Too often women are forced to choose between getting a mammogram and paying rent, birth control or groceries, taking their child to the doctor or making a car payment. Reproductive justice demands that all people have the economic means, social capital, and political power to make and exercise decisions about their own health, family, and future. Reproductive justice means no woman is forced to make such impossible decisions. Unfortunately, that is not the reality for the millions of Latinas that lack health insurance coverage. Many of these women make too little to qualify for assistance purchasing health insurance in the state marketplace but do not qualify for Medicaid, so they are left without coverage. The solution is simple: states need to expand Medicaid.
Health Insurance and Reproductive Justice
Meaningful access to affordable health care is fundamental to reproductive justice. Without health insurance, many low-income women are unable to make decisions about their own health and the health of their families.
It is clear that lack of health coverage forces women to go without health care and leads to worse health outcomes. Approximately 59 percent of low-income women without health insurance report that cost prevented them from seeing a doctor at least once in the last 12 months, which is nearly 170 percent more than the 22 percent of low income women with health coverage who report cost as a barrier to care. When women go without care they may postpone diagnosis of a serious health problem, go without needed treatment, or incur financial losses related to missed work due to illness. Low-income uninsured women are less likely to report having had a regular check-up in the last two years than low-income women with health coverage.
Women with higher medical needs bear a greater burden if they are unable to afford care. Latinas are more likely to be obese, have high blood pressure, diabetes, and be diagnosed with cervical or breast cancer than the general population. In addition, Latinas have a higher pregnancy rate than non-Hispanic white women and are more likely to suffer from postpartum depression. For many of these women, health insurance coverage is the only way they could afford necessary medical care.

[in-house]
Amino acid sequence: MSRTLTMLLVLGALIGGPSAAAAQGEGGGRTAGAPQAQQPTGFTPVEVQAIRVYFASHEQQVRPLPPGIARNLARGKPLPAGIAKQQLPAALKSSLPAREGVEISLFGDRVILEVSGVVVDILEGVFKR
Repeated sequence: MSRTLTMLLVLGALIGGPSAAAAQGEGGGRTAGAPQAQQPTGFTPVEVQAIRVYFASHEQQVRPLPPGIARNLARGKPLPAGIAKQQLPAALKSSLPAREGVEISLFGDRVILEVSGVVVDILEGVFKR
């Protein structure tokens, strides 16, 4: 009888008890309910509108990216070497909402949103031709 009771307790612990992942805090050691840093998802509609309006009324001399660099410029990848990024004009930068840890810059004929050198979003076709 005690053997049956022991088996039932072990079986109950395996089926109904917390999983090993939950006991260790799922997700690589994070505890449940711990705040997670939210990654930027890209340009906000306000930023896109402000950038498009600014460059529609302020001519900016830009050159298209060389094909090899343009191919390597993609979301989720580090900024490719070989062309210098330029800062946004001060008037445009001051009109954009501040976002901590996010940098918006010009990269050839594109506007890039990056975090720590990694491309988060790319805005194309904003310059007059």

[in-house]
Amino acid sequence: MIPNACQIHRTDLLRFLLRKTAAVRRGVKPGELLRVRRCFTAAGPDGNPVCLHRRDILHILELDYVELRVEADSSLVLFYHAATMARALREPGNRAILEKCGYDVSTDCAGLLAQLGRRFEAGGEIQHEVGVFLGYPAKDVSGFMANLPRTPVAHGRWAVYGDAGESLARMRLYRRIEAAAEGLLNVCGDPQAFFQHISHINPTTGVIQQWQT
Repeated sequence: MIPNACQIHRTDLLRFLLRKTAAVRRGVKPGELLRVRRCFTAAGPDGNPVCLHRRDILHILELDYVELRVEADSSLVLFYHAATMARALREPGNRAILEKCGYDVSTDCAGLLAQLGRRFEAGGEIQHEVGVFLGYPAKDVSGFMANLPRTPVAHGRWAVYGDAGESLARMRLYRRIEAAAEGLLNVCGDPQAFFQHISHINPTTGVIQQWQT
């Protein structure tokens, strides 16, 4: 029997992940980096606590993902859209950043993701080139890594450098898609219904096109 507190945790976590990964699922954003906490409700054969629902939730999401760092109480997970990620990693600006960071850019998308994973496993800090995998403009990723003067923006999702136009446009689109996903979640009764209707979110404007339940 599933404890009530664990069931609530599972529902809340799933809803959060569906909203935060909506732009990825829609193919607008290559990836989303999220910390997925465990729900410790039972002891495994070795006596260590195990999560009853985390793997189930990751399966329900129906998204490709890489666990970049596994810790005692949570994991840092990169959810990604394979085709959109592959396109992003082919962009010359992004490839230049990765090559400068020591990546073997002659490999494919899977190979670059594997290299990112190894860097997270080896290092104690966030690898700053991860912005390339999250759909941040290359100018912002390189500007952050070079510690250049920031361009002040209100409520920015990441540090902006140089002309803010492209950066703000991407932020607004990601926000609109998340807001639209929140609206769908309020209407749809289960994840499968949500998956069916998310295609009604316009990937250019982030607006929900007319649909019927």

Closing the Gap
Under the Affordable Care Act, states may use federal money to expand health care coverage through their Medicaid programs. When states refuse to expand Medicaid it results in a coverage gap. Women above the poverty level are eligible for subsidies for private health insurance available through the state marketplace, but a gap exists for women whose income falls below this level but above the level for traditional Medicaid eligibility.
Twenty states have refused to expand Medicaid, leaving many low-income women in this gap. Of the 6.3 million American adults that fall into the coverage gap, 1 in 5 are Latino. Nearly 1/3 of Hispanic adults are uninsured. Hispanic adults are uninsured at particularly high rates because they face a number of barriers to accessing coverage, including restrictions based on immigration status. However, Medicaid expansion would be a significant step in bringing these numbers down.
Medicaid Expansion Now!
Ensuring that Latinas and their families can access quality health care is an essential step in promoting not only positive health outcomes but improving their economic security and achieving reproductive justice. This week the National Latina Institute for Reproductive Health is celebrating the 6th Annual Latina Week of Action for Reproductive Justice. Let’s use this week to demand states close the gap and expand Medicaid because the health of Latina women cannot wait.